The effects of parental education on exercise behavior in childhood and youth: a study in Dutch and Finnish twins

C. Huppertz*, M. Bartels, E. J.C. de Geus, C. E.M. van Beijsterveldt, R. J. Rose, J. Kaprio, K. Silventoinen

*Corresponding author for this work

Research output: Contribution to journalArticleAcademicpeer-review


Twin studies have estimated the relative contribution of genes and the environment to variance in exercise behavior and it is known that parental education positively affects exercise levels. This study investigates the role of parental education as a potential modifier of variance in exercise behavior from age 7 to 18 years. The study is based on large datasets from the Netherlands Twin Register (NTR: N = 24 874 twins; surveys around the ages of 7, 10, 12, 14, 16 and 18 years) and two Finnish twin cohorts (FinnTwin12: N = 4399; 12, 14 and 17 years; FinnTwin16: N = 4648; 16, 17 and 18 years). Regular participation in moderate-to-vigorous exercise activities during leisure time was assessed by survey. Parental education was dichotomized (“both parents with a low education” vs “at least one parent with a high education”). The mean in exercise behavior tended to be higher and the variance tended to be lower in children of high educated parents. Evidence for gene-by-environment interaction was weak. To develop successful interventions that specifically target children of low educated parents, the mechanisms causing the mean and variance differences between the two groups should be better understood.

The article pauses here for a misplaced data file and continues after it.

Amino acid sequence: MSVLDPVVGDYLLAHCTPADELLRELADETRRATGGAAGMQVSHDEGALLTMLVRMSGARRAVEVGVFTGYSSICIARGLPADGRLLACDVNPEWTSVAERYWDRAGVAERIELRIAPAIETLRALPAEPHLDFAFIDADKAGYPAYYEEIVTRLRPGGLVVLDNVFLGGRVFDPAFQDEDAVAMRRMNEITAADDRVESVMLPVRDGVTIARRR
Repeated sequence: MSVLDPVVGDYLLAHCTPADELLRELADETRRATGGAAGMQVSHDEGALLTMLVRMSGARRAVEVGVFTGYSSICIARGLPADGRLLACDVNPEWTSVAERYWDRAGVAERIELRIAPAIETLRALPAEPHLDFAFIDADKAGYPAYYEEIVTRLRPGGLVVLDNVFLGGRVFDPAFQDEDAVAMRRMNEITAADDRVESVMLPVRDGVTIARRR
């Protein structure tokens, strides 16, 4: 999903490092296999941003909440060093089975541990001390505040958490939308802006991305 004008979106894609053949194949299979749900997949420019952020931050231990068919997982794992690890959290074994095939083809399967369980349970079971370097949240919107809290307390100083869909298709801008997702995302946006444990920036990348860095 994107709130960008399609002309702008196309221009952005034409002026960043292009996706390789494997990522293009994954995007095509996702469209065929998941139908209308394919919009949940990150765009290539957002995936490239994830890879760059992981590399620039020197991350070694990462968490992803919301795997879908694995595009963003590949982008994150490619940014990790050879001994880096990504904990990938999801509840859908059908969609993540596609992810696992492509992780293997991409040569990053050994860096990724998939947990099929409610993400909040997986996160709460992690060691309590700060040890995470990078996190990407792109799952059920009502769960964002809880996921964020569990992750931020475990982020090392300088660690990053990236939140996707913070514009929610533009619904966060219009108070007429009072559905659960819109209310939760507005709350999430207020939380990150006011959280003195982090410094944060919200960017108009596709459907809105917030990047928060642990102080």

Original languageEnglish
Pages (from-to)1143-1156
Number of pages14
JournalScandinavian Journal of Medicine and Science in Sports
Issue number10
Publication statusPublished - 1 Oct 2017

Cite this